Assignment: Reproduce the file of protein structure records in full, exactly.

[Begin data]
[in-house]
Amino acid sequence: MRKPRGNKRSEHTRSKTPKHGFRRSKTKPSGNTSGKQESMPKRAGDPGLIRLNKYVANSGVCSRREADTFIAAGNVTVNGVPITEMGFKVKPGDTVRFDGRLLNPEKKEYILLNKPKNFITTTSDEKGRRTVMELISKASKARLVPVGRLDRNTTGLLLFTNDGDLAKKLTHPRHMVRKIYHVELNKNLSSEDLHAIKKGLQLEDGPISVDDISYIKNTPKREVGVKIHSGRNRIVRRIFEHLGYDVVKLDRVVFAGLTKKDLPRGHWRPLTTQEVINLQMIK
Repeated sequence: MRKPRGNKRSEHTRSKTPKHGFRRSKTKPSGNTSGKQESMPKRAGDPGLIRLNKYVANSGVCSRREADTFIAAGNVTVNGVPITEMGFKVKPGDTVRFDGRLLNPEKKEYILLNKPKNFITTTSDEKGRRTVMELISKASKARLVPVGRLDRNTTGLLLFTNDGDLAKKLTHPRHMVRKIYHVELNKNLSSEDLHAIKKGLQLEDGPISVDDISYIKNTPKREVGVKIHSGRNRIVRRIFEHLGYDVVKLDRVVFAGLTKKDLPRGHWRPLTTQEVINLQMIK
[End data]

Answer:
[in-house]
Amino acid sequence: MRKPRGNKRSEHTRSKTPKHGFRRSKTKPSGNTSGKQESMPKRAGDPGLIRLNKYVANSGVCSRREADTFIAAGNVTVNGVPITEMGFKVKPGDTVRFDGRLLNPEKKEYILLNKPKNFITTTSDEKGRRTVMELISKASKARLVPVGRLDRNTTGLLLFTNDGDLAKKLTHPRHMVRKIYHVELNKNLSSEDLHAIKKGLQLEDGPISVDDISYIKNTPKREVGVKIHSGRNRIVRRIFEHLGYDVVKLDRVVFAGLTKKDLPRGHWRPLTTQEVINLQMIK
Repeated sequence: MRKPRGNKRSEHTRSKTPKHGFRRSKTKPSGNTSGKQESMPKRAGDPGLIRLNKYVANSGVCSRREADTFIAAGNVTVNGVPITEMGFKVKPGDTVRFDGRLLNPEKKEYILLNKPKNFITTTSDEKGRRTVMELISKASKARLVPVGRLDRNTTGLLLFTNDGDLAKKLTHPRHMVRKIYHVELNKNLSSEDLHAIKKGLQLEDGPISVDDISYIKNTPKREVGVKIHSGRNRIVRRIFEHLGYDVVKLDRVVFAGLTKKDLPRGHWRPLTTQEVINLQMIK